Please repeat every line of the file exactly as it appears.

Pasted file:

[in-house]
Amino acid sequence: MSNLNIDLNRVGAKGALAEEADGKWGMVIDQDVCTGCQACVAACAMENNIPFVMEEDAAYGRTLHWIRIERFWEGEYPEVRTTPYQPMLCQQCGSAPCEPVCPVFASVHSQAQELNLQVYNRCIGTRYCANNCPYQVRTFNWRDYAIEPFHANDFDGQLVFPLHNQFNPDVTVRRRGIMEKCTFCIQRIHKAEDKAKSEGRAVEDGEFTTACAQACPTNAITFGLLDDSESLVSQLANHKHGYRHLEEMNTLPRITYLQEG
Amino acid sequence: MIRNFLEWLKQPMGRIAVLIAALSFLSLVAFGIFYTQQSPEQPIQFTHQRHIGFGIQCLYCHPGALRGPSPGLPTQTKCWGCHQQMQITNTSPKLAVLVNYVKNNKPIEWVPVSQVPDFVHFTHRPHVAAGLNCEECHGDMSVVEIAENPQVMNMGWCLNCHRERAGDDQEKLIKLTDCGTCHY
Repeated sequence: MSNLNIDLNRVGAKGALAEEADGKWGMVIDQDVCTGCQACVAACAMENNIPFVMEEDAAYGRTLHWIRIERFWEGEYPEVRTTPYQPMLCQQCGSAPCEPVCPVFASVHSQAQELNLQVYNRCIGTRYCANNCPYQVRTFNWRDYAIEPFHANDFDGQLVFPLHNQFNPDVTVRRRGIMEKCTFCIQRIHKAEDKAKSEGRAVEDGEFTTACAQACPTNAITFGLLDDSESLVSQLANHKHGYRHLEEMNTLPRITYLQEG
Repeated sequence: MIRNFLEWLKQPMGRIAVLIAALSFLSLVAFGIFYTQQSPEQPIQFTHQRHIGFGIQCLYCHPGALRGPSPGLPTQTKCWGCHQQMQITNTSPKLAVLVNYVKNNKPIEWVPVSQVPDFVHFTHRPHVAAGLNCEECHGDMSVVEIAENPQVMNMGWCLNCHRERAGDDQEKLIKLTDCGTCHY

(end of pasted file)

[in-house]
Amino acid sequence: MSNLNIDLNRVGAKGALAEEADGKWGMVIDQDVCTGCQACVAACAMENNIPFVMEEDAAYGRTLHWIRIERFWEGEYPEVRTTPYQPMLCQQCGSAPCEPVCPVFASVHSQAQELNLQVYNRCIGTRYCANNCPYQVRTFNWRDYAIEPFHANDFDGQLVFPLHNQFNPDVTVRRRGIMEKCTFCIQRIHKAEDKAKSEGRAVEDGEFTTACAQACPTNAITFGLLDDSESLVSQLANHKHGYRHLEEMNTLPRITYLQEG
Amino acid sequence: MIRNFLEWLKQPMGRIAVLIAALSFLSLVAFGIFYTQQSPEQPIQFTHQRHIGFGIQCLYCHPGALRGPSPGLPTQTKCWGCHQQMQITNTSPKLAVLVNYVKNNKPIEWVPVSQVPDFVHFTHRPHVAAGLNCEECHGDMSVVEIAENPQVMNMGWCLNCHRERAGDDQEKLIKLTDCGTCHY
Repeated sequence: MSNLNIDLNRVGAKGALAEEADGKWGMVIDQDVCTGCQACVAACAMENNIPFVMEEDAAYGRTLHWIRIERFWEGEYPEVRTTPYQPMLCQQCGSAPCEPVCPVFASVHSQAQELNLQVYNRCIGTRYCANNCPYQVRTFNWRDYAIEPFHANDFDGQLVFPLHNQFNPDVTVRRRGIMEKCTFCIQRIHKAEDKAKSEGRAVEDGEFTTACAQACPTNAITFGLLDDSESLVSQLANHKHGYRHLEEMNTLPRITYLQEG
Repeated sequence: MIRNFLEWLKQPMGRIAVLIAALSFLSLVAFGIFYTQQSPEQPIQFTHQRHIGFGIQCLYCHPGALRGPSPGLPTQTKCWGCHQQMQITNTSPKLAVLVNYVKNNKPIEWVPVSQVPDFVHFTHRPHVAAGLNCEECHGDMSVVEIAENPQVMNMGWCLNCHRERAGDDQEKLIKLTDCGTCHY